“Some things are too clear to be understood. . . . We always have to go back and start from the beginning and make over all the definitions for ourselves again.” — Thomas Merton, Seeds
There is a common view that under the skin we are all alike, that were it not for accidents of birth, language, geography, and culture, we’d probably all be . . . Americans, or at least Western Europeans. On the other hand, Americans are so imbued with the belief that each and every one of us is sui generis, and that we have something of enormous import to bring to the universe which would not arrive in any other way, that we would be shocked to find ourselves considered merely curious in most parts of the world.
We are constantly trying to make sense of life. It appears to us in many forms: as a ‘darkling plain/Swept with confused alarms of struggle and flight/Where ignorant armies clash by night (Arnold),’ or as hope springing eternal or as the marketplace in which fortunes are made and lost in a moment, but no one is sure why or who to blame. And we see the many variations on a theme, some of them irreducibly contradictory, and may come to wonder if we could, any or all of us, ever understand each other.
So at the end of a semester of teaching a course in Jesus and the Gospels, one that coincidentally I began my teaching career with 30 years ago, I discovered that the Jesus of the Gospels is even less intelligible to me now than he was then. Then I was fresh out of graduate school, brimming with other people’s research and ideas, ready to pass it all along to eager, inquisitive students. The Jesus of history and the Christ of faith were parallel figures to me, but they appeared to converge at only a few points. While Jesus of Nazareth could be placed in the historical stream of events with some certainty I never felt that I understood him. If the Christ of faith, carried in the heart, was more real I had the uncomfortable feeling that it was because he was made in our image—a 20th-century man under the first-century garb. Jesus was a first-century Jew whose short life was spent traversing the countryside of Galilee with occasional trips to Jerusalem. The Christ was an urban dweller, equally at home in Corinth as in Carthage, and fluent in Christian faith-talk.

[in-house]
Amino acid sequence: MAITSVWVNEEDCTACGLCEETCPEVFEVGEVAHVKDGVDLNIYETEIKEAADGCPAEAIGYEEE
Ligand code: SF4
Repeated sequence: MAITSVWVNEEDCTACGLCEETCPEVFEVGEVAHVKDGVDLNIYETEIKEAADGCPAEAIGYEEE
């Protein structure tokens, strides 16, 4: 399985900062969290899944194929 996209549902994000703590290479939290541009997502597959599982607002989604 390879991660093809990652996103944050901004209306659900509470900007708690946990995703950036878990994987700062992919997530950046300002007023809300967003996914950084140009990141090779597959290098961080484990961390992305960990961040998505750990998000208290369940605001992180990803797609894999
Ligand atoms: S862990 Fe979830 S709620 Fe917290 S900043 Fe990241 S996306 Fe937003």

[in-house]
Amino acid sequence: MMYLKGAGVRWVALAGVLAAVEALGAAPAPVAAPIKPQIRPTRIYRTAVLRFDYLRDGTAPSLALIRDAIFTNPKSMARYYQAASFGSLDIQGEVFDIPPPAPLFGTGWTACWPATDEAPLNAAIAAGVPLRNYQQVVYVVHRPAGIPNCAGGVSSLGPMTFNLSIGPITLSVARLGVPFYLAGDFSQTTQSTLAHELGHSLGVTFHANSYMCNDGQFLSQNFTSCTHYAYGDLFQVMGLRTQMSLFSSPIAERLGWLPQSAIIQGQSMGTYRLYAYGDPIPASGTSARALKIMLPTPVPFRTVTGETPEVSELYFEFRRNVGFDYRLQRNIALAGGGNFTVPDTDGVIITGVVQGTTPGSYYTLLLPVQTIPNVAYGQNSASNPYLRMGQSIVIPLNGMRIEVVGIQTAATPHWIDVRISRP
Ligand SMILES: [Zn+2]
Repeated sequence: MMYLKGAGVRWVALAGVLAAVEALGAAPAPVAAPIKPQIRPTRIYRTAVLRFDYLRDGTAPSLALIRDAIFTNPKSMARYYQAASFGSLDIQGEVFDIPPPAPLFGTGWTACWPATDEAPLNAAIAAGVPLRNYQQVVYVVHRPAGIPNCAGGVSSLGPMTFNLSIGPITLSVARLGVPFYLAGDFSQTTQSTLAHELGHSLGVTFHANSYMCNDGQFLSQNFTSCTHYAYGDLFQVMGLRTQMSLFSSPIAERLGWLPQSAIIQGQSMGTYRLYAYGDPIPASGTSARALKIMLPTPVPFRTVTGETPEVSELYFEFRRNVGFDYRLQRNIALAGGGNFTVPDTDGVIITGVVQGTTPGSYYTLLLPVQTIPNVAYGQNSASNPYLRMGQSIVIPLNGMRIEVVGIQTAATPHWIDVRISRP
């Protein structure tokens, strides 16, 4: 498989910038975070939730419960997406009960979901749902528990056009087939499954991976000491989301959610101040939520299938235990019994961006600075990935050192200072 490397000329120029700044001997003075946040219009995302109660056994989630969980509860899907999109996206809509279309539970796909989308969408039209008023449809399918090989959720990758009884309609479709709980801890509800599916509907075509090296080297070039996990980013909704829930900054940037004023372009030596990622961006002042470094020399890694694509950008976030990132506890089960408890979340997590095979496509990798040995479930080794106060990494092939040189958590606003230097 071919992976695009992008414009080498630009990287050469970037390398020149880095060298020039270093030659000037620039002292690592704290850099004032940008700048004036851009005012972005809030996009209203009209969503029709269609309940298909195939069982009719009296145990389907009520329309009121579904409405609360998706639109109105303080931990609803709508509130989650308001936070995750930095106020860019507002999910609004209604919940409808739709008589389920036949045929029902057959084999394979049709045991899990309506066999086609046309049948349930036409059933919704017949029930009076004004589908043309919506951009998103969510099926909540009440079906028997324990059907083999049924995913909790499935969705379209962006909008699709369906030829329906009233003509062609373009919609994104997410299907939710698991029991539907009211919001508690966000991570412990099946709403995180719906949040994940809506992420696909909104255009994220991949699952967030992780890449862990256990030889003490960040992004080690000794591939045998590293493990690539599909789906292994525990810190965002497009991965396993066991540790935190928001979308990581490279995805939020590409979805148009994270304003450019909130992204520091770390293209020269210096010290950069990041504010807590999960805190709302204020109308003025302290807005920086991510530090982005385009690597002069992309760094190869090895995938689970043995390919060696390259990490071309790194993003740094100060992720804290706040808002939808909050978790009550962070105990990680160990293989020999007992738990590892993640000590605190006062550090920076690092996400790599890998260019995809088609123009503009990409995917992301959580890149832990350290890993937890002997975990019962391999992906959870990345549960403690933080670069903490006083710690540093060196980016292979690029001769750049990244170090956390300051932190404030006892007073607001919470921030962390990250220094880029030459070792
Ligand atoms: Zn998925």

Those classes back in the day were exciting as we tried to look with fresh eyes at the Jesus of the Gospels. Reading the Gospels as both scripture and as literature, like miners we worked our way down through the layers of history with some of the tools of modern critical research on the Bible. But while it was illuminating to make the Gospels our primary texts instead of the usual Bible commentaries, it was usually with the assurance that the end of the story was known. The trajectory of the plotline was so familiar that we did not bother to look where it landed. I came away from the years of teaching that class with a sense that I had barely scratched the surface. I knew more of the context, of the historical and critical tools that helped to identify the strata of the texts, but I could sense that there was so much more to be found.